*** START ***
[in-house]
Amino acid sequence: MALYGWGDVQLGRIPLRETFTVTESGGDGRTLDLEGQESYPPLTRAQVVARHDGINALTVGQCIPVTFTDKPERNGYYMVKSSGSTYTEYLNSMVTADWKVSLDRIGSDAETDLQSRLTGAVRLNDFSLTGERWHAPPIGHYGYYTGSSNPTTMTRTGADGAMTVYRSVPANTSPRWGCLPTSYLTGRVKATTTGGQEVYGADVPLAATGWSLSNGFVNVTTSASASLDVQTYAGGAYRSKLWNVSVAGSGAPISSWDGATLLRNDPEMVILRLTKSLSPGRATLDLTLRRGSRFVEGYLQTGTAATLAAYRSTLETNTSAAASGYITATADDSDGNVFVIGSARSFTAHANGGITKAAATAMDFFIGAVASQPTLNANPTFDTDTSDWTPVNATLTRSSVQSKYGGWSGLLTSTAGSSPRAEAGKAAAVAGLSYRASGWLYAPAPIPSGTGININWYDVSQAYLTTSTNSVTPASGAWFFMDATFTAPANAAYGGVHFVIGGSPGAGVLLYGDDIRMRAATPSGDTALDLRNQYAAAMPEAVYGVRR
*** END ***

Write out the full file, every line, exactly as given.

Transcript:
[in-house]
Amino acid sequence: MALYGWGDVQLGRIPLRETFTVTESGGDGRTLDLEGQESYPPLTRAQVVARHDGINALTVGQCIPVTFTDKPERNGYYMVKSSGSTYTEYLNSMVTADWKVSLDRIGSDAETDLQSRLTGAVRLNDFSLTGERWHAPPIGHYGYYTGSSNPTTMTRTGADGAMTVYRSVPANTSPRWGCLPTSYLTGRVKATTTGGQEVYGADVPLAATGWSLSNGFVNVTTSASASLDVQTYAGGAYRSKLWNVSVAGSGAPISSWDGATLLRNDPEMVILRLTKSLSPGRATLDLTLRRGSRFVEGYLQTGTAATLAAYRSTLETNTSAAASGYITATADDSDGNVFVIGSARSFTAHANGGITKAAATAMDFFIGAVASQPTLNANPTFDTDTSDWTPVNATLTRSSVQSKYGGWSGLLTSTAGSSPRAEAGKAAAVAGLSYRASGWLYAPAPIPSGTGININWYDVSQAYLTTSTNSVTPASGAWFFMDATFTAPANAAYGGVHFVIGGSPGAGVLLYGDDIRMRAATPSGDTALDLRNQYAAAMPEAVYGVRR